If, then, it is out of the question that Gautier borrowed directly from the Didot-Perceval, how are the strong resemblances which exist in part between the two versions to be accounted for? Some of these resemblances have already been quoted (supra, p. 75), the remainder may be usefully brought together here.[1]

First arrival at the Castle of the Chessboard—

Didot-Perceval. Gautier

Li plus biaux chasteaux del monde et vit le pont abeissié et la porte deffermé (p. 439).

Le bel castiel que je vos dis
Et vit si bièles les entrées
Et les grans portes desfremées (22,395, etc.);

The damsel exhorts him not to throw the chessman into the water—

Votre cors est esmeuz à grant vilainie faire (p. 440).
Car çou serait grans vilonie (22,503).

Perceval having slain the stag, sees its head carried off—

Si vint une veille sor un palestoi grant aléure et prist le brachet et s'en ala or tot (p. 442).

Une pucièle de malaire
Vint cevauçant parmi la lande
Voit le braket, plus ne demande
Par le coler d'orfrois le prist
Si s'en aloit grant aléure (22,604, etc.).

On Perceval threatening to take it away from her by force she answers—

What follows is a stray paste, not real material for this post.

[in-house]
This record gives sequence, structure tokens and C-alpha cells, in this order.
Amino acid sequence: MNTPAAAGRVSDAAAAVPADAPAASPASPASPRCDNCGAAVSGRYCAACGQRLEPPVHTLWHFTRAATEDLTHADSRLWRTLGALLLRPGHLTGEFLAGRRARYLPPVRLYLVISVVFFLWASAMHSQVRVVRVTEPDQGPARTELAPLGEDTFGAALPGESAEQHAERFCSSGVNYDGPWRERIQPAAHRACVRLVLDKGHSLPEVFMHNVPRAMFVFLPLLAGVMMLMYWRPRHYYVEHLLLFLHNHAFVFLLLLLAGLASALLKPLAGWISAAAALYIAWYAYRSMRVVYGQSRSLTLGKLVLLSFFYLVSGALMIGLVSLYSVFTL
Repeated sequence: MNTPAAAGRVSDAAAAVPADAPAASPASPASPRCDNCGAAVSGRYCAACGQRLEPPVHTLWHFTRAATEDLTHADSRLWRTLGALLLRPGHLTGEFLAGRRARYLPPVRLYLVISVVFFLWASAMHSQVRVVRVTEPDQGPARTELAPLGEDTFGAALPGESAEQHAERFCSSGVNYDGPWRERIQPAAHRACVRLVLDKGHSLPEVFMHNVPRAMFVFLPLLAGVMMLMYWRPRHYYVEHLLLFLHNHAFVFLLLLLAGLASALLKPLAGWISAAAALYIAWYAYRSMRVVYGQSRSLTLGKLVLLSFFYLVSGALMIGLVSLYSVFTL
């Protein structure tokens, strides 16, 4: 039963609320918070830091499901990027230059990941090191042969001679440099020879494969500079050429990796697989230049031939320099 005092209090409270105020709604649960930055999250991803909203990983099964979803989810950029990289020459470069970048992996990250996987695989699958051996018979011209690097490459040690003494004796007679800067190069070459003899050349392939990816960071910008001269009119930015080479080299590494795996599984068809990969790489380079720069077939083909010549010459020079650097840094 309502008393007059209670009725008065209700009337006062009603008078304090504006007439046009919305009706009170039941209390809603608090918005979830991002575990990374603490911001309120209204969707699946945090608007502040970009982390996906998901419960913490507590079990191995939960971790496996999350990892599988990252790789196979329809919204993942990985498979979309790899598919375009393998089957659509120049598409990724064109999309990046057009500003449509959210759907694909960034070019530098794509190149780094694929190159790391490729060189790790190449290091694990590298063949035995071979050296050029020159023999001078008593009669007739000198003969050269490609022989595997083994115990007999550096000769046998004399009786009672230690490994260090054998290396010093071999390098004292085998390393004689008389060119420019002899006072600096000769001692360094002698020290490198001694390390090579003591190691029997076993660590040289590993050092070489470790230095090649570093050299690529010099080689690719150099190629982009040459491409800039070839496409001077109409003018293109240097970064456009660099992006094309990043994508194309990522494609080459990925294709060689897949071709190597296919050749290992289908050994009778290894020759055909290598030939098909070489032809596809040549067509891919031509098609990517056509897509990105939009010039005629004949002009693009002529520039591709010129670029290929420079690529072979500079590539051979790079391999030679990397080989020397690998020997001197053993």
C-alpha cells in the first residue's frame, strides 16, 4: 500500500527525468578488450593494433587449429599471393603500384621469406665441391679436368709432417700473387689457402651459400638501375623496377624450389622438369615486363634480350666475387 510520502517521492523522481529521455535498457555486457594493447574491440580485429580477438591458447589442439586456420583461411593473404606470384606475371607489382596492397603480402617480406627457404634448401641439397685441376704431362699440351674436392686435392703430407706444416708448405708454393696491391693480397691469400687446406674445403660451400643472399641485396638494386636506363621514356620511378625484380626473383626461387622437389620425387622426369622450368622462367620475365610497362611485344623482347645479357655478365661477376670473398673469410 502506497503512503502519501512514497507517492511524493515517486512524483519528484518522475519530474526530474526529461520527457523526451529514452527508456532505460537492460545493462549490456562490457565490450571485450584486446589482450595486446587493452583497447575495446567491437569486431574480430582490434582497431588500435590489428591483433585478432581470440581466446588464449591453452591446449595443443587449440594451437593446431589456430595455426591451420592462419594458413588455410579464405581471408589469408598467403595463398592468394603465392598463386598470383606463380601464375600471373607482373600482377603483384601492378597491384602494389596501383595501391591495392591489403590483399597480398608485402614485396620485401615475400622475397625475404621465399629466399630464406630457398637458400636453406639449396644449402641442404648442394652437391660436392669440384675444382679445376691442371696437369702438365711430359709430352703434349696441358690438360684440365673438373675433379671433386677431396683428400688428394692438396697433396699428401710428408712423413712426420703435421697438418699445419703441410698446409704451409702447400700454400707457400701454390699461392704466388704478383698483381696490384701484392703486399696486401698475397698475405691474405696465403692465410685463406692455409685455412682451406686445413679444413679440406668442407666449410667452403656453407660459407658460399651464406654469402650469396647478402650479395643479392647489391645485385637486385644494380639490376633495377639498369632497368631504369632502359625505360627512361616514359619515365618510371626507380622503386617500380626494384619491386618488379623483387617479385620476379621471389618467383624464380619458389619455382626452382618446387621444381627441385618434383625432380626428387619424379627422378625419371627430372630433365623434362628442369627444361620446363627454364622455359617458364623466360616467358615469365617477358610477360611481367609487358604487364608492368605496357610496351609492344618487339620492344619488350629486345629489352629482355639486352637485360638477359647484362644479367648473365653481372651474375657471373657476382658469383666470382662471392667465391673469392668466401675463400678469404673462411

Sire Chevalier, force n'est mie droit et force me poez bien faire (p. 443).

Force à faire n'est mie drois
Et force me poes vos faire (22,640).

In the subsequent fight with the Knight of the Tomb, he, overcome—

Se torna vers le tonbel grant aléure et li tombeaux s'enleva contre moult et chevalier s'en feri enz (p. 444).

Que fuiant vait grant aléure
Vers l'arket et la sepouture
Si est entrés plus tost qu'il pot (22,723, etc.).

In the description of Rosette (the loathly damsel)—

Didot-Perceval. Gautier

Ele avoit le col et les mains plus noires et le vier, que fer. . . (p. 453).
Le col avoit plus noir que fer (25,409).

When the loathly damsel and her knight come to Arthur's court, Kay jests as follows:—

Lors pria (i.e., Kay) le chevalier par la foi que il devoit, le roi, qui li déist où il l'avoit prise et si en porroit une autre tele avoir, si il l'aloit querre (p. 457).

Biaus sire,
Dites moi, si Dex le vos mire,
Si plus en a en vostre terre,
si il line autèle en iroie querre